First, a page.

DARLING in the FRANXX
by James Beckett,
How would you rate episode 6 of
DARLING in the FRANXX ?
This opening volley of DARLING in the FRANXX's first episodes has been all about establishing a status quo, Over the past six weeks, DARLING has introduced the characters, the setting, and the premise of the conflict enough to make absolutely sure that everyone watching understands its central metaphors. While the show still lacks much of a game plan for wherever it's taking this mishmash of teen angst and mecha-flavored psychosexual drama, its earnest storytelling has made it fun to watch these pieces fall into place. This week, we get the big title drop moment, as “DARLING in the FRANXX” takes all the tension and suspense that's been building up over the course of this arc and finally lets it explode. If you can bear my unforgivable pun, this episode of DARLING in the FRANXX is all about the climax.
As pure spectacle, this climax works quite well. The Klaxosaur of the Week is a strange behemoth cube, swarmed by dozens of smaller beasts, so even with two separate teams of FRANXX at work, the Parasites have their work cut out for them. Seeing the stark design of the Plantation 26 mechs further highlights just how conspicuous our team's machines feel, setting them apart even as they're reduced to playing support to P-26's coolheaded battle strategy. The action is cleanly directed and well-shot; the fluid camera and crisp animation keep the action feeling fresh and exciting. As the giant Klaxosaur unfurls himself into a surprisingly threatening bipedal form, we even get some welcome character beats for each of the Parasite pairs. Ichigo struggles with her role as a leader (and her unresolved feelings for Hiro), Zorome and Mitsuru stumble over themselves trying to outperform one another, and Goro just wants Kokoro to be safe. If nothing else, this episode is a great example of how to efficiently use action beats to develop character, even if the action and the characters on display are pretty routine stuff.
That sense of creative déjà vu is only enhanced by the onslaught of Evangelion references stuffed into this episode. I'm well aware of the many other sci-fi and mecha influences woven into the fabric of DARLING in the FRANXX, but the lengths to which DARLING pays homage to its most obvious inspiration are so overt that they vacillate between being endearing and distracting. Shots of Zero Two contemplating her FRANXX, the FRANXX being launched into battle, several beats of the Klaxosaur attack, and more have been ripped nearly frame-for-frame either from the Evangelion franchise to the point where it feels excessive, even for well-meaning fanservice made by former Gainax artists.
Moreso than that, this episode digs its heels deep into recreating the feeling of Evangelion, not only from borrowing its imagery and dialogue, but also remixing the themes that formed the emotional backbone of EVA's story. Hiro question's Zero Two's need to pilot the FRANXX almost identically to how Shinji asked the same thing of Rei in Rebuild 1.0, and the way he idolizes both Zero Two and the FRANXX as a means of masculine self-actualization might even make Hideaki Anno chide the lack of subtlety. Zero Two (and Strelizia's) transformation into an animalistic state also recalls specific moments and shots from Evangelion: 2.0 You Can (Not) Advance in particular.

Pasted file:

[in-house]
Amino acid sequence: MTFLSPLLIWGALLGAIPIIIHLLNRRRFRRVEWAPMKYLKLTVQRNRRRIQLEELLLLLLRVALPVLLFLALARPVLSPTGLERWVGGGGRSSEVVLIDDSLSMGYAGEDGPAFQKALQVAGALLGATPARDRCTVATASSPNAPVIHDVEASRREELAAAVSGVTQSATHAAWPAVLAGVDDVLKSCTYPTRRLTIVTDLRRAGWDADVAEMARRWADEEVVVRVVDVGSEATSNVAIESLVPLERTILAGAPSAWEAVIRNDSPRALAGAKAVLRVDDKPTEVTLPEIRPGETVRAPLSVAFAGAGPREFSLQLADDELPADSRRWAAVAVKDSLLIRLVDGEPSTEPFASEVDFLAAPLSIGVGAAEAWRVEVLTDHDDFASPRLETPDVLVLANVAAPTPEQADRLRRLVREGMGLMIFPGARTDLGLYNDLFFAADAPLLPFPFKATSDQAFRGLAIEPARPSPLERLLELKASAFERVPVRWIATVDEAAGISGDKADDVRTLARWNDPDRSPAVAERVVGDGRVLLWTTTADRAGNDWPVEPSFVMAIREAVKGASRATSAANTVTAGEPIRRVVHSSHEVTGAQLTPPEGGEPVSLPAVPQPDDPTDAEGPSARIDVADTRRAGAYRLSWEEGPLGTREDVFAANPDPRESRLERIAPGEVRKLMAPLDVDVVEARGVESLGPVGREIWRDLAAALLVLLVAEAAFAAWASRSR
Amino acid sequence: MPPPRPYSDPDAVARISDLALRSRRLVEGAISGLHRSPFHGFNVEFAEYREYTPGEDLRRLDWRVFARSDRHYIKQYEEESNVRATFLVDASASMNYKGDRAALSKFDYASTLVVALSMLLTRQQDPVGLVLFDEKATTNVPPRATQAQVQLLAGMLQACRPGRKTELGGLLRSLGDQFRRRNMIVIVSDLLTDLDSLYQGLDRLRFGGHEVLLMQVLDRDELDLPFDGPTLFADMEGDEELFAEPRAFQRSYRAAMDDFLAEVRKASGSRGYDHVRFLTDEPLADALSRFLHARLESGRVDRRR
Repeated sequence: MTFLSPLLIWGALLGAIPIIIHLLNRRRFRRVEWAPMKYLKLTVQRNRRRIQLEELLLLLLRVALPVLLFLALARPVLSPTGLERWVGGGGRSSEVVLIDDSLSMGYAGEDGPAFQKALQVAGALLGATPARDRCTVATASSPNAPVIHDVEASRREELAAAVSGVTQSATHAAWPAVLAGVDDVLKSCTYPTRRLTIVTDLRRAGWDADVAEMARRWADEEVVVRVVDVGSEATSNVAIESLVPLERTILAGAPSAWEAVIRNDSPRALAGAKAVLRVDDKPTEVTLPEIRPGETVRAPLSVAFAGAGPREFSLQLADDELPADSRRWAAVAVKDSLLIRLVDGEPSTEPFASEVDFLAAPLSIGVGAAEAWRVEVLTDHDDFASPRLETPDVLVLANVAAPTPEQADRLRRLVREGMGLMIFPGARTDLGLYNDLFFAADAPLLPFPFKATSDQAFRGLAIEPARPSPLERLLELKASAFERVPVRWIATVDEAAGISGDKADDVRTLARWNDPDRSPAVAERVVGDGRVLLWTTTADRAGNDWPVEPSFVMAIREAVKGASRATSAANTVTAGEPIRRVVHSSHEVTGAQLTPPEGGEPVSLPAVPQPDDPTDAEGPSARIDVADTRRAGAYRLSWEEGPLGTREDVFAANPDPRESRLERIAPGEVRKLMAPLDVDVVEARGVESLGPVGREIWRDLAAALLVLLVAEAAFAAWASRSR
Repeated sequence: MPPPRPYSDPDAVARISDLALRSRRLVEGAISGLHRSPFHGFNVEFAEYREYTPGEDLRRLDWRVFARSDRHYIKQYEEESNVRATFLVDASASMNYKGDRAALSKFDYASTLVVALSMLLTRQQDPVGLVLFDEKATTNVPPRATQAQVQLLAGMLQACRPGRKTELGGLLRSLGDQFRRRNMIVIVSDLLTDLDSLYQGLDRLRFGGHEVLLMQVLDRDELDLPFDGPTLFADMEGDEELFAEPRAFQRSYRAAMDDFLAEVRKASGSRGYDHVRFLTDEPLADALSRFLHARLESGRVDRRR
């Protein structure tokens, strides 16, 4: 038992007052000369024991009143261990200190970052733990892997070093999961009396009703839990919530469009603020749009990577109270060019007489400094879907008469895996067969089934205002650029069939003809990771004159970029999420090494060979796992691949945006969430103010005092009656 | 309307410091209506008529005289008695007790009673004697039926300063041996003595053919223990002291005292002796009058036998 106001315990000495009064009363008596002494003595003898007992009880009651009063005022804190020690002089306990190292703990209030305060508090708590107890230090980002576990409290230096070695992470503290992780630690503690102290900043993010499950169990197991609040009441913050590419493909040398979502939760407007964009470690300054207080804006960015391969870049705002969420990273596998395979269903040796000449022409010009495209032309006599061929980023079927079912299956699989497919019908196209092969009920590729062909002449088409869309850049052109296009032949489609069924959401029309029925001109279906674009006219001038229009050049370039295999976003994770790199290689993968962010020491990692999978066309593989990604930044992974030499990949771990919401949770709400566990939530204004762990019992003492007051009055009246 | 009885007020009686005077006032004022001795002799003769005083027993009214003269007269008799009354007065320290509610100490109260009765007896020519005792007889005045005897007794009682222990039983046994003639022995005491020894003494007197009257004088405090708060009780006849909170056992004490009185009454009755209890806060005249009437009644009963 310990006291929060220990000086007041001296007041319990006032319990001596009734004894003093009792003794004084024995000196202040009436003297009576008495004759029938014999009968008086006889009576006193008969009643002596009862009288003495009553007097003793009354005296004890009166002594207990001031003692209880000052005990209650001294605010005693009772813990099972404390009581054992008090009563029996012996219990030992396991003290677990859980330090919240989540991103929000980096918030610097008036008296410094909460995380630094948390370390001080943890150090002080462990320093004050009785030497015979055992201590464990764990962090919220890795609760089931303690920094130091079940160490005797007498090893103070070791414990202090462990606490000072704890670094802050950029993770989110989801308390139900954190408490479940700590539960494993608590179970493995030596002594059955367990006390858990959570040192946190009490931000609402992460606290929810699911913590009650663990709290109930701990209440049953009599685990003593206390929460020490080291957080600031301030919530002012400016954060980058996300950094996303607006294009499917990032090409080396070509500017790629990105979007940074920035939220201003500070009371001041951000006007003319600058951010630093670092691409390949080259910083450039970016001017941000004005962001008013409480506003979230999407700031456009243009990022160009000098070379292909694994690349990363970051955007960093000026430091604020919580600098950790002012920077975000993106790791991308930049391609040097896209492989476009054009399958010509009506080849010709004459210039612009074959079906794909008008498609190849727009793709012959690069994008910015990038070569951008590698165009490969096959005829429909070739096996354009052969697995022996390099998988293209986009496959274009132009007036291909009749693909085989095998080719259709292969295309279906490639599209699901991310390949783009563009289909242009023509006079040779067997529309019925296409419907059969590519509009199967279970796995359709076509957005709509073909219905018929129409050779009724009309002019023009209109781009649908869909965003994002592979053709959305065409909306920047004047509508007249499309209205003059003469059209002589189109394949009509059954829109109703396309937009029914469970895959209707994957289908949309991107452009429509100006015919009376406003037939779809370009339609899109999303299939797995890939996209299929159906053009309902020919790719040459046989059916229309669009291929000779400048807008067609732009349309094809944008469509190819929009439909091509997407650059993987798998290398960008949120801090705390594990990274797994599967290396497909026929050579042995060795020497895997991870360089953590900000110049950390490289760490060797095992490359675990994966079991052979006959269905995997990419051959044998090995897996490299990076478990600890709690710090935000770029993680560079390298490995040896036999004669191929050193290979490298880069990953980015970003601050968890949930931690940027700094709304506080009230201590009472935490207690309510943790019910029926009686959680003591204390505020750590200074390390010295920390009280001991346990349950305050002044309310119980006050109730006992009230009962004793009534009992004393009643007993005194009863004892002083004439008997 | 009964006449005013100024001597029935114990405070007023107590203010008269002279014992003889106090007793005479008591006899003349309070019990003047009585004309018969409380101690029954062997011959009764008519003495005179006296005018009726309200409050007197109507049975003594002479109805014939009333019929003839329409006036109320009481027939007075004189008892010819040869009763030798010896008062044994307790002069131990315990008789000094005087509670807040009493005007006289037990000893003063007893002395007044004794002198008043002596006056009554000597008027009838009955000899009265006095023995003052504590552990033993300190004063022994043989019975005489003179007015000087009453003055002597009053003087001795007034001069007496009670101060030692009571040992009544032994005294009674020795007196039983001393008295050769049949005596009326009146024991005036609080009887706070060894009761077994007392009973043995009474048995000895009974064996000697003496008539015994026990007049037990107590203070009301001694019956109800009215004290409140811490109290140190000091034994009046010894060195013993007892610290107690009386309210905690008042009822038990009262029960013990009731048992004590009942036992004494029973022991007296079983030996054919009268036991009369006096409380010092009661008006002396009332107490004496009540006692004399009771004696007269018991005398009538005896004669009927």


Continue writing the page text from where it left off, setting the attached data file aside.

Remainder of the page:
I could go on, but the point has been made. The overabundance of Evangelion imagery on display this week isn't even strictly a criticism; it just contextualizes my personal reservations about an otherwise excellently animated and directed episode of anime. Even when the show is indulging in allusions, it's thrilling in execution. The climactic battle between Strelizia and the transmogrified Klaxosaur is among the most purely fun action sequences I've seen since Kill la Kill back in 2013. The end of the episode even delivers a key difference in how DARLING in the FRANXX is deviating from Evangelion's template. After recovering from his infection and helping restore Zero Two's sanity, Hiro realizes that he wants to pilot not just to make himself useful as a Parasite, but also to support Zero Two's own needs. If Evangelion was about how one boy learned to accept himself in relation to the people around him, DARLING in the FRANXX might be taking the next logical step and showing how a young man might go about making relationships with those other people work.
At least, I hope the show has some kind of thematic direction in mind, even if it's not necessarily that one. It felt good last week to see DARLING in the FRANXX begin to establish its own brand of identity; for as fun and exciting as this episode could be, I can't help but worry that it also represents a regression in that regard. We're only a quarter of the way through DARLING's run, and it can't just coast on Evangelion nostalgia for another eighteen weeks. Ideally, these first six episodes were overstuffed with homage to provide a kind of Evangelion-in-miniature, a rapid-fire summation of that seminal series' most recognizable images and themes that DARLING in the FRANXX will now begin to respond to more thoroughly. I don't doubt that the show could simply remain an eye-catching mecha series for the next eighteen episodes, but it would be much more interesting if it could determine what it actually wants to say.
DARLING in the FRANXX is currently streaming on Crunchyroll.
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